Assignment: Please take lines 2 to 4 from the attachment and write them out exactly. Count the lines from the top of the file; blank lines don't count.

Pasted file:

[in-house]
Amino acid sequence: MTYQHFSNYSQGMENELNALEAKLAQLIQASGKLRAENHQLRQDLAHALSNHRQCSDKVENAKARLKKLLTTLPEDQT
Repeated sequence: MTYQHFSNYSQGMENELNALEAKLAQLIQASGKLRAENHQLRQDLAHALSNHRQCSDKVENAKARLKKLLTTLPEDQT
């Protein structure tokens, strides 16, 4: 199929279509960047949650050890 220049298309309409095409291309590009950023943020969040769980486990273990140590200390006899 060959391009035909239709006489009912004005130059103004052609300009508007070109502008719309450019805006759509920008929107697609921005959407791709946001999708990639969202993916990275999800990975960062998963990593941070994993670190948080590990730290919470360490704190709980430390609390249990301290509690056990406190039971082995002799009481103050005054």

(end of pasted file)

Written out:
Amino acid sequence: MTYQHFSNYSQGMENELNALEAKLAQLIQASGKLRAENHQLRQDLAHALSNHRQCSDKVENAKARLKKLLTTLPEDQT
Repeated sequence: MTYQHFSNYSQGMENELNALEAKLAQLIQASGKLRAENHQLRQDLAHALSNHRQCSDKVENAKARLKKLLTTLPEDQT
């Protein structure tokens, strides 16, 4: 199929279509960047949650050890 220049298309309409095409291309590009950023943020969040769980486990273990140590200390006899 060959391009035909239709006489009912004005130059103004052609300009508007070109502008719309450019805006759509920008929107697609921005959407791709946001999708990639969202993916990275999800990975960062998963990593941070994993670190948080590990730290919470360490704190709980430390609390249990301290509690056990406190039971082995002799009481103050005054």